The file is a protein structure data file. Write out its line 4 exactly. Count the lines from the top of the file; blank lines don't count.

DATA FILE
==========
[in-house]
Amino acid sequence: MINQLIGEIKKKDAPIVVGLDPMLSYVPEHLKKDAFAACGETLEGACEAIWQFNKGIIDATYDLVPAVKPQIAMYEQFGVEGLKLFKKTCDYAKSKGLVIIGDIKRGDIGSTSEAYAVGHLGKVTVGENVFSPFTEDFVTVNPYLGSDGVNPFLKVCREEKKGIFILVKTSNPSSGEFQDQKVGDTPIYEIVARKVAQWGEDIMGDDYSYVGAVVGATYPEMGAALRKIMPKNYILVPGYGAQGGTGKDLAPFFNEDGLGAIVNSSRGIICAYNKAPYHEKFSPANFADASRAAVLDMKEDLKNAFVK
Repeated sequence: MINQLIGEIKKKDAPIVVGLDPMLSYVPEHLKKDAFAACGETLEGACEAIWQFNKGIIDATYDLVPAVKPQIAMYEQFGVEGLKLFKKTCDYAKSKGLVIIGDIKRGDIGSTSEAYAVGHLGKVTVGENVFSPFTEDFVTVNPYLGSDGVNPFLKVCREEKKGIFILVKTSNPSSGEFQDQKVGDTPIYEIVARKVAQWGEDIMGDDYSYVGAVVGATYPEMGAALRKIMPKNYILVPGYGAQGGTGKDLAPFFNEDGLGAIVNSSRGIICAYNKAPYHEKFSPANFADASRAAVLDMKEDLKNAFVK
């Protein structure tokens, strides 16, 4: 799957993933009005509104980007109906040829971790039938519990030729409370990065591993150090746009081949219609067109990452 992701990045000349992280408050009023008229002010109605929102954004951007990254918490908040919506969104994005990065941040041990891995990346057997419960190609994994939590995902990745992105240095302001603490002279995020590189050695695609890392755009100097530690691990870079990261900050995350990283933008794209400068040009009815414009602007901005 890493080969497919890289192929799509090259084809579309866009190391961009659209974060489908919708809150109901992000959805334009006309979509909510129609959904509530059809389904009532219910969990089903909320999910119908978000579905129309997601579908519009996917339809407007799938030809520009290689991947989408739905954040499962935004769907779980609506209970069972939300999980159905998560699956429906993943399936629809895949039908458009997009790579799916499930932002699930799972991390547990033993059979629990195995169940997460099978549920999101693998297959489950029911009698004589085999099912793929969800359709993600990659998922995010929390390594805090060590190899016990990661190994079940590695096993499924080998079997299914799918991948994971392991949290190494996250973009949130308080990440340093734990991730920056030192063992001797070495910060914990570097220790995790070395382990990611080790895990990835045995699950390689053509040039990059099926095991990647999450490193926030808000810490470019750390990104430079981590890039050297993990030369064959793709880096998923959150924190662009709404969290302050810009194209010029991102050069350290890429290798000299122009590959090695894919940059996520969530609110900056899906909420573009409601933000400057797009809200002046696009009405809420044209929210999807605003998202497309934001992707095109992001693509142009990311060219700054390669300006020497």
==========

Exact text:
């Protein structure tokens, strides 16, 4: 799957993933009005509104980007109906040829971790039938519990030729409370990065591993150090746009081949219609067109990452 992701990045000349992280408050009023008229002010109605929102954004951007990254918490908040919506969104994005990065941040041990891995990346057997419960190609994994939590995902990745992105240095302001603490002279995020590189050695695609890392755009100097530690691990870079990261900050995350990283933008794209400068040009009815414009602007901005 890493080969497919890289192929799509090259084809579309866009190391961009659209974060489908919708809150109901992000959805334009006309979509909510129609959904509530059809389904009532219910969990089903909320999910119908978000579905129309997601579908519009996917339809407007799938030809520009290689991947989408739905954040499962935004769907779980609506209970069972939300999980159905998560699956429906993943399936629809895949039908458009997009790579799916499930932002699930799972991390547990033993059979629990195995169940997460099978549920999101693998297959489950029911009698004589085999099912793929969800359709993600990659998922995010929390390594805090060590190899016990990661190994079940590695096993499924080998079997299914799918991948994971392991949290190494996250973009949130308080990440340093734990991730920056030192063992001797070495910060914990570097220790995790070395382990990611080790895990990835045995699950390689053509040039990059099926095991990647999450490193926030808000810490470019750390990104430079981590890039050297993990030369064959793709880096998923959150924190662009709404969290302050810009194209010029991102050069350290890429290798000299122009590959090695894919940059996520969530609110900056899906909420573009409601933000400057797009809200002046696009009405809420044209929210999807605003998202497309934001992707095109992001693509142009990311060219700054390669300006020497």